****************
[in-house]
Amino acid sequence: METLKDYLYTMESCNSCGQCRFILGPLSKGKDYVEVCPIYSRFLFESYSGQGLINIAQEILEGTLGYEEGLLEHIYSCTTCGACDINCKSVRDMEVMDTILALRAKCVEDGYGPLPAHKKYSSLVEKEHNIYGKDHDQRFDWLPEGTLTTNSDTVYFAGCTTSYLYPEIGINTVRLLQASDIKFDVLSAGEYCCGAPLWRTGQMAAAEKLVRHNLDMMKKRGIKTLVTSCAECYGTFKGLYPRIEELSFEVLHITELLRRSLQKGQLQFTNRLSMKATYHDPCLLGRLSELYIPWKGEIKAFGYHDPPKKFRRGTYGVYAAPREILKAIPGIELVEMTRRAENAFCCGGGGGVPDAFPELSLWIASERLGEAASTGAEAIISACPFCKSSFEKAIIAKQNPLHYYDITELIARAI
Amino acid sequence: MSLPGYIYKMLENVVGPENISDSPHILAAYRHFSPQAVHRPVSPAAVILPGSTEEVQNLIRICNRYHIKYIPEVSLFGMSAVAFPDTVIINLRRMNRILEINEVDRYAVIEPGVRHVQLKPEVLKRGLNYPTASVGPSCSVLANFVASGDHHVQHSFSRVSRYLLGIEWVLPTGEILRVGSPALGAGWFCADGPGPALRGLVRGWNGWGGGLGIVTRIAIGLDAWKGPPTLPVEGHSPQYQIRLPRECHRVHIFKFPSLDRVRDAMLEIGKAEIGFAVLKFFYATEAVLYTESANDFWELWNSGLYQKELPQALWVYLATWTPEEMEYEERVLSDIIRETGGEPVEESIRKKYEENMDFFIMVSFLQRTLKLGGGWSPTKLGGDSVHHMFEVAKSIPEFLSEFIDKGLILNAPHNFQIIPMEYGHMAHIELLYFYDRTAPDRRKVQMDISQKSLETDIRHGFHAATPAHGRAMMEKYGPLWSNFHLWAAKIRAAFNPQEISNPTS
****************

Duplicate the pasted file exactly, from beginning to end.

[in-house]
Amino acid sequence: METLKDYLYTMESCNSCGQCRFILGPLSKGKDYVEVCPIYSRFLFESYSGQGLINIAQEILEGTLGYEEGLLEHIYSCTTCGACDINCKSVRDMEVMDTILALRAKCVEDGYGPLPAHKKYSSLVEKEHNIYGKDHDQRFDWLPEGTLTTNSDTVYFAGCTTSYLYPEIGINTVRLLQASDIKFDVLSAGEYCCGAPLWRTGQMAAAEKLVRHNLDMMKKRGIKTLVTSCAECYGTFKGLYPRIEELSFEVLHITELLRRSLQKGQLQFTNRLSMKATYHDPCLLGRLSELYIPWKGEIKAFGYHDPPKKFRRGTYGVYAAPREILKAIPGIELVEMTRRAENAFCCGGGGGVPDAFPELSLWIASERLGEAASTGAEAIISACPFCKSSFEKAIIAKQNPLHYYDITELIARAI
Amino acid sequence: MSLPGYIYKMLENVVGPENISDSPHILAAYRHFSPQAVHRPVSPAAVILPGSTEEVQNLIRICNRYHIKYIPEVSLFGMSAVAFPDTVIINLRRMNRILEINEVDRYAVIEPGVRHVQLKPEVLKRGLNYPTASVGPSCSVLANFVASGDHHVQHSFSRVSRYLLGIEWVLPTGEILRVGSPALGAGWFCADGPGPALRGLVRGWNGWGGGLGIVTRIAIGLDAWKGPPTLPVEGHSPQYQIRLPRECHRVHIFKFPSLDRVRDAMLEIGKAEIGFAVLKFFYATEAVLYTESANDFWELWNSGLYQKELPQALWVYLATWTPEEMEYEERVLSDIIRETGGEPVEESIRKKYEENMDFFIMVSFLQRTLKLGGGWSPTKLGGDSVHHMFEVAKSIPEFLSEFIDKGLILNAPHNFQIIPMEYGHMAHIELLYFYDRTAPDRRKVQMDISQKSLETDIRHGFHAATPAHGRAMMEKYGPLWSNFHLWAAKIRAAFNPQEISNPTS